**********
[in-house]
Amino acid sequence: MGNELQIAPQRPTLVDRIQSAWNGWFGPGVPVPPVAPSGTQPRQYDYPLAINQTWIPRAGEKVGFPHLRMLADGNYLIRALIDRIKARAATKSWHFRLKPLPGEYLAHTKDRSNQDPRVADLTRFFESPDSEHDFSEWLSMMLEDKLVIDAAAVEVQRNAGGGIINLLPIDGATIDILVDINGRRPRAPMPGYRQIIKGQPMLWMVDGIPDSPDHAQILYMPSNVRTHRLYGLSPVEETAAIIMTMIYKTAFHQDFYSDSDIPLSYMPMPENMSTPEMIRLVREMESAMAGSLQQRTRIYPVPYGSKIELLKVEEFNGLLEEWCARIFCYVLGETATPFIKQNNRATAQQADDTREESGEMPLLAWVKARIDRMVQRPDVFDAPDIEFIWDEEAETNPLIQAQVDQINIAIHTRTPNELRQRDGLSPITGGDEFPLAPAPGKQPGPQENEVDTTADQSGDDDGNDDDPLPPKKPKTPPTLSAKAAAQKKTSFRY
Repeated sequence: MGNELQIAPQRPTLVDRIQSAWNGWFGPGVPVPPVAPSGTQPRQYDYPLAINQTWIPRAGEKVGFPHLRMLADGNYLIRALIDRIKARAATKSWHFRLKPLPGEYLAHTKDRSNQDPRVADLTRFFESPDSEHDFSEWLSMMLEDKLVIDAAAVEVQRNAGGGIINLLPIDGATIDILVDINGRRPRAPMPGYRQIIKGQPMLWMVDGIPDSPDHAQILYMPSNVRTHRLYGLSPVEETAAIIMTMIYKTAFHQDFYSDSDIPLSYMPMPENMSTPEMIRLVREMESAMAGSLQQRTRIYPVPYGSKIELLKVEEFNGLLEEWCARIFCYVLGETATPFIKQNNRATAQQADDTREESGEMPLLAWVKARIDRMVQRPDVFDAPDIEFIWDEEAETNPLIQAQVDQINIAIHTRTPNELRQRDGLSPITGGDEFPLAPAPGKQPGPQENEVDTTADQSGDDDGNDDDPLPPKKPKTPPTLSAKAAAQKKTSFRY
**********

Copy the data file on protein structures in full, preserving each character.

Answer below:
[in-house]
Amino acid sequence: MGNELQIAPQRPTLVDRIQSAWNGWFGPGVPVPPVAPSGTQPRQYDYPLAINQTWIPRAGEKVGFPHLRMLADGNYLIRALIDRIKARAATKSWHFRLKPLPGEYLAHTKDRSNQDPRVADLTRFFESPDSEHDFSEWLSMMLEDKLVIDAAAVEVQRNAGGGIINLLPIDGATIDILVDINGRRPRAPMPGYRQIIKGQPMLWMVDGIPDSPDHAQILYMPSNVRTHRLYGLSPVEETAAIIMTMIYKTAFHQDFYSDSDIPLSYMPMPENMSTPEMIRLVREMESAMAGSLQQRTRIYPVPYGSKIELLKVEEFNGLLEEWCARIFCYVLGETATPFIKQNNRATAQQADDTREESGEMPLLAWVKARIDRMVQRPDVFDAPDIEFIWDEEAETNPLIQAQVDQINIAIHTRTPNELRQRDGLSPITGGDEFPLAPAPGKQPGPQENEVDTTADQSGDDDGNDDDPLPPKKPKTPPTLSAKAAAQKKTSFRY
Repeated sequence: MGNELQIAPQRPTLVDRIQSAWNGWFGPGVPVPPVAPSGTQPRQYDYPLAINQTWIPRAGEKVGFPHLRMLADGNYLIRALIDRIKARAATKSWHFRLKPLPGEYLAHTKDRSNQDPRVADLTRFFESPDSEHDFSEWLSMMLEDKLVIDAAAVEVQRNAGGGIINLLPIDGATIDILVDINGRRPRAPMPGYRQIIKGQPMLWMVDGIPDSPDHAQILYMPSNVRTHRLYGLSPVEETAAIIMTMIYKTAFHQDFYSDSDIPLSYMPMPENMSTPEMIRLVREMESAMAGSLQQRTRIYPVPYGSKIELLKVEEFNGLLEEWCARIFCYVLGETATPFIKQNNRATAQQADDTREESGEMPLLAWVKARIDRMVQRPDVFDAPDIEFIWDEEAETNPLIQAQVDQINIAIHTRTPNELRQRDGLSPITGGDEFPLAPAPGKQPGPQENEVDTTADQSGDDDGNDDDPLPPKKPKTPPTLSAKAAAQKKTSFRY